Halloween Safety Tips for Your Pets

Although Halloween will probably be a little different this year, it’s important to keep your pets safe no matter how you decide to celebrate. Even if you’re staying in with a spooky movie or joining a Zoom costume party, you’ll still want to keep these tips in mind to make sure you don’t have any real scares.

Keep pets indoors

Los Angeles County has urged residents to avoid trick-or-treating this year, so you probably won’t receive any visitors at your door if you’re local. But there may be other areas where traditional or socially distant trick-or-treating is still taking place. If you think you’ll be opening your door a lot during the evening, you may want to keep your pet in a closed bedroom or crate so they don’t accidentally slip out. And double check that your pet is wearing an ID tag and their microchip information is up-to-date, just in case they do get out.


Since there’s a good chance you’ll be celebrating Halloween at home, there might be even more of a temptation to dress up your pet in a costume and show them off on Instagram. But remember, not every animal enjoys wearing clothes. Never force your pet to wear anything they’re uncomfortable with. If your pet doesn’t mind dressing up, make sure their costume fits them well and doesn’t hinder their ability to breathe, move, or see. If you notice your animal displaying any signs of discomfort or stress related to their costume, remove it.


There are lots of pet foods and treats that contain pumpkin, but you should avoid feeding your pet raw pumpkin while you’re carving your jack-o-lantern. Pumpkins can easily grow bacteria that are harmful to pets, and raw pumpkin can be difficult to digest. If you want your pet to experience all the flavors of pumpkin season, opt for one of the many cooked treat recipes you can find online or any commercially made pumpkin treats from your pet store. And for a final note on pumpkins, avoid singed fur and whiskers by keeping your jack-o-lantern, and its lit candle, out of reach. Or, better yet, use flameless candles.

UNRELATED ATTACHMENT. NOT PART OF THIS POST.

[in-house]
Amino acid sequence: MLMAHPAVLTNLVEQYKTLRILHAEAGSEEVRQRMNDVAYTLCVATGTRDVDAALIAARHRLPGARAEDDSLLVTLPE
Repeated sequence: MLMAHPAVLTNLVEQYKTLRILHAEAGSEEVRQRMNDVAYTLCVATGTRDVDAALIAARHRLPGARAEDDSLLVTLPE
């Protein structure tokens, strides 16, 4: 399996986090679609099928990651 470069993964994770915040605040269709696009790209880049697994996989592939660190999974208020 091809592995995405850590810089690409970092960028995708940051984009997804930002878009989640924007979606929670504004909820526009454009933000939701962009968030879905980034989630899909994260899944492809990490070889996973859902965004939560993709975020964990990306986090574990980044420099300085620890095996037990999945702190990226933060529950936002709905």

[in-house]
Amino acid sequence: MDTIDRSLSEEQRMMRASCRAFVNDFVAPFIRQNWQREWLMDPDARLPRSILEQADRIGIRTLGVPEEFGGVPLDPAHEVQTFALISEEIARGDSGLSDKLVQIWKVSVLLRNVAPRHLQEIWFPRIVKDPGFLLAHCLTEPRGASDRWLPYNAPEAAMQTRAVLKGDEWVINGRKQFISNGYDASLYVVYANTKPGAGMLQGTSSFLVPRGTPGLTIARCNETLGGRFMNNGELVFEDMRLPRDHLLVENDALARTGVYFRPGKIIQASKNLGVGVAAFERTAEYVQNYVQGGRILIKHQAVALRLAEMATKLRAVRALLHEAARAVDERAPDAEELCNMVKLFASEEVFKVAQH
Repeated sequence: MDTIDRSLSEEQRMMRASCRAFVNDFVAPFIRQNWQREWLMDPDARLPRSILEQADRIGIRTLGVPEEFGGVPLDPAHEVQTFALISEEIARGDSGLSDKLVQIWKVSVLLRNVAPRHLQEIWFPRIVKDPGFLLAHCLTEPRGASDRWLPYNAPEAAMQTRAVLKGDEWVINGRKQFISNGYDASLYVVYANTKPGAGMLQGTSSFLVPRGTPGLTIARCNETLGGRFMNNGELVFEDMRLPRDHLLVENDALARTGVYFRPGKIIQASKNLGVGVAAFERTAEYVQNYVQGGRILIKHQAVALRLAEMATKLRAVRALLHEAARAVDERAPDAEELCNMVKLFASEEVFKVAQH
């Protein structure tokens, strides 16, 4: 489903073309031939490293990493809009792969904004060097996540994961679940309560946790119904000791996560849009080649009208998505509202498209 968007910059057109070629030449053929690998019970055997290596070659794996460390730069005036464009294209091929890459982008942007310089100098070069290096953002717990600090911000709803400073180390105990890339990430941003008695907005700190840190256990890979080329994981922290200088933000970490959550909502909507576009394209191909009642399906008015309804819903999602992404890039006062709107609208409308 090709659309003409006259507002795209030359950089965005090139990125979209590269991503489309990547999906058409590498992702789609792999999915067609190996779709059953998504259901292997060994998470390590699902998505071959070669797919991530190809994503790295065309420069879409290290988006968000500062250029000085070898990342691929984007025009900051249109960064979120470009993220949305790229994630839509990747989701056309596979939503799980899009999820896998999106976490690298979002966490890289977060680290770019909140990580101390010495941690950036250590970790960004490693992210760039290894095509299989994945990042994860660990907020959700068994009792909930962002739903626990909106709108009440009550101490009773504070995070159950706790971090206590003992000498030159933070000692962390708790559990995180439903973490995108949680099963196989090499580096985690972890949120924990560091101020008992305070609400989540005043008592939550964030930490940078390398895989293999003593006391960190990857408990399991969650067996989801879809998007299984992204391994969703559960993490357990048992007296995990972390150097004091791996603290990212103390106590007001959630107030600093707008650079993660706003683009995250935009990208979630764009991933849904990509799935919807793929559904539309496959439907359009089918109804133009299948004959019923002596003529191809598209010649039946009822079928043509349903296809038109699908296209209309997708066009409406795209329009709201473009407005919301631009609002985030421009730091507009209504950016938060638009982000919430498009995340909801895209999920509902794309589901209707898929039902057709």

Even if there aren’t trick-or-treaters coming to your door this year, you might have purchased some of that Halloween candy for yourself. Make sure you keep all Halloween candy away from your pets. Chocolate is toxic for dogs and cats, and even candy that doesn’t have chocolate in it can cause digestive upset. Additionally, keep in mind that some people may be leaving out treats for socially distant trick-or-treaters. Always walk your dog on a leash and keep a close eye on them to make sure they don’t eat anything that could be dangerous. We strongly advise against leaving candy out due to the potential danger to neighborhood pets and the possibility of attracting wildlife.

Have a spooky & safe Halloween!